So I missed a post today. I’m sure all ten of you who subscribe to me were just terribly disappointed. What’s going to disappoint you even more is that today’s post isn’t even about a book!
Alright, it’s about 1 AM, and I’ve still got the same cough I’ve had for a week and a half. I had a doctor’s appointment earlier and got a prescription to help with my sinuses draining. I’m still coughing, so I’m up watching my favorite show on Netflix: Anthony Bourdain’s No Reservations.
Bourdain is a veritable rock star of the food world, a man who will tell you flat out what he thinks of the food, openly mock political correctness (especially vegetarian/vegan culture), and explore cultures most American’s would hold up their fingers in a cross shape at. I know he’s full of himself. I know he cusses like a sailor, smokes like a chimney (pre-2007; he quit when his daughter was born) and drinks like a fish. I know he’s a lot of things that many of you blogger snobs probably don’t like, but I think he’s awesome, at the very least because he gets to travel the world, eat all the time, and write about it. In no way do I get to claim the title of writer just because I blog about random crap, but I dare say I would KILL for a job like that.
On that note, here’s the thing I like the most about Tony: he appreciates the working man. Frankly, I don’t think many people appreciate the working man at all anymore, or even appreciate that they are working class, but Tony can say he’s been there. I’m watching the episode where he picks up a double as a line cook at his old restaurant, and having had a brief stint in the food service industry myself, I have a tiny grasp of the pain cooks experience. In other episodes, he’s remarked that there is something beautiful about those of us who go to our jobs every day that we might hate, but press on anyway. Every single one of us, as that moron John Lennon used to sing, is a working class hero.
I want to change that last word, though. I believe every single person who wakes up every day, ignores the urge to hurt himself (or someone else), and slogs on anyway, praying for purpose and hope, is indeed extraordinary. We may not always feel extraordinary, but when we live to play another day, it’s an accomplishment that no one can take away from us. I think, at one point, you could have been a working class hero, and that the working class was indeed appreciated in America, but not anymore.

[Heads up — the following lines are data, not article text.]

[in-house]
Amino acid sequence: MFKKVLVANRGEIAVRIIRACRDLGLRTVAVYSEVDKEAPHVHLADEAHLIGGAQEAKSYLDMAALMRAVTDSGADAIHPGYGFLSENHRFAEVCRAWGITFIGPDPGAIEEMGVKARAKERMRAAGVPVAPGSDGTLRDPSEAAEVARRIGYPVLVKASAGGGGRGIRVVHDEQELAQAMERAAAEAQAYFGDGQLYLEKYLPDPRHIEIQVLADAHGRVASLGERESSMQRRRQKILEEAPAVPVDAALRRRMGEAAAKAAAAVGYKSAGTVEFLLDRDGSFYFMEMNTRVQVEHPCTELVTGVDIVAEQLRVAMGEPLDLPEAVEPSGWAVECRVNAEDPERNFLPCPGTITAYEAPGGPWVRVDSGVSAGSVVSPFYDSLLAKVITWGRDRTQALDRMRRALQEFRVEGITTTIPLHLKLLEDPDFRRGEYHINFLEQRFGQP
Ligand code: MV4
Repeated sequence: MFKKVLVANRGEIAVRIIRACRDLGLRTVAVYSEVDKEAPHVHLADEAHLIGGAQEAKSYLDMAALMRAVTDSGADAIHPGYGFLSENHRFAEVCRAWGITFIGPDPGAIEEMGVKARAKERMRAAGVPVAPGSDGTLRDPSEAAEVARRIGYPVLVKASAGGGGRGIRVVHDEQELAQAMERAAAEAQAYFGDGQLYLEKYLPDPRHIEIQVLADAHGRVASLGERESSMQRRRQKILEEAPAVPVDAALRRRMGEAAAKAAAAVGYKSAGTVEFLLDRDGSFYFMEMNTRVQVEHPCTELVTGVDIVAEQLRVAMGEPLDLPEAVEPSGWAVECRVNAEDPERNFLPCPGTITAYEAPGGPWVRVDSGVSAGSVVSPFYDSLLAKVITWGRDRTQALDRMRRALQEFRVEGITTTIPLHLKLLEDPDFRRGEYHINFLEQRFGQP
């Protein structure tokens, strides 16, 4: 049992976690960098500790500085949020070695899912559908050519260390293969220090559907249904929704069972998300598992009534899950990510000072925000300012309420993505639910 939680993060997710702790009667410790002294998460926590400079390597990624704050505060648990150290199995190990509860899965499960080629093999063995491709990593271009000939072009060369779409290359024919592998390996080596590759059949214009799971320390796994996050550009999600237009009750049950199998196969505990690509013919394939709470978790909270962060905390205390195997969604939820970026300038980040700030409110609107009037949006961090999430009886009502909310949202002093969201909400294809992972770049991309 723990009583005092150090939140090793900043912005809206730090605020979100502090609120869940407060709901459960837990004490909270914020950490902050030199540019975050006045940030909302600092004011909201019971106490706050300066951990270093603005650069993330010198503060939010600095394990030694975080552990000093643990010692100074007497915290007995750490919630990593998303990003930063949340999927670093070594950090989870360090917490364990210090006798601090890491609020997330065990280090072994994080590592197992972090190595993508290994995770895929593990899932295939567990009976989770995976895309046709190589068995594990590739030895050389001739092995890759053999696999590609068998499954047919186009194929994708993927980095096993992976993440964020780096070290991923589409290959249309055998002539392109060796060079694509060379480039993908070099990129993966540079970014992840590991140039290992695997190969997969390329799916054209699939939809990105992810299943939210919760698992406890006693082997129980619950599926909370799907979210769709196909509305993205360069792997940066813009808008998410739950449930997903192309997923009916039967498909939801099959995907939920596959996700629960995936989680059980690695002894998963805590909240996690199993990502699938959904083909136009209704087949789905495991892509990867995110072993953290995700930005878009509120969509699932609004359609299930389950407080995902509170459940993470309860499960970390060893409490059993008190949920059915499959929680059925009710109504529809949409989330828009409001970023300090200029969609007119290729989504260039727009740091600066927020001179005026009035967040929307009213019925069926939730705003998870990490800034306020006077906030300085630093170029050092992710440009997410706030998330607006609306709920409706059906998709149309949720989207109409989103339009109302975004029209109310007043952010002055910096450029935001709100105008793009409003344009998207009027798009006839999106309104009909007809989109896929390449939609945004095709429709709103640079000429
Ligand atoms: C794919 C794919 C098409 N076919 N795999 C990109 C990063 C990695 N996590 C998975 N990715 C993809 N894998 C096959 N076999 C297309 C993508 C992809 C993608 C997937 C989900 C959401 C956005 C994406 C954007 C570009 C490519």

We’re not heroes anymore. In an America where small businesses can’t last more than two years tops, where mega-marts and franchises suck us into propping up their ladders, then kick them away from the wall when they hit the top, there are no working class heroes anymore. Corporate America has killed the true heroes by turning the working class against itself by luring it into allegiance with cheap products hot off the conveyor belt, calling it “progress,” and deterring us from the quality of the sweat-crafted, hand made beauty of the local man, calling it “antiquated.” As a result, we carry these moguls on our backs, breaking and tiring every day, believing we couldn’t wipe our very noses without them, and they are apt to remind us that we’d surely perish in their absence. With the government in bed with them, how could they possibly lose?
If I sound a little bitter, it’s because I am. I might not have much room to talk; I do work in healthcare, but I am bitter. I am angry. I have had enough of the lying, the cheating, and the oppression, but what’s more, I’ve had enough of the submission and the buying of the bullshit. We really believe we need them. Even if we’re unhappy, the best we can do is “occupy” some place. I’m fed up. I’m pissed. I’m through with it all. We will NOT get anywhere, we will not be heroes, until we take it back, and we can only take it back by rejecting wholeheartedly whats been served to us in a big steaming pile.
What would I change that last word to? Hopeful, at best, but hero? Hell no. We’ve lost that title.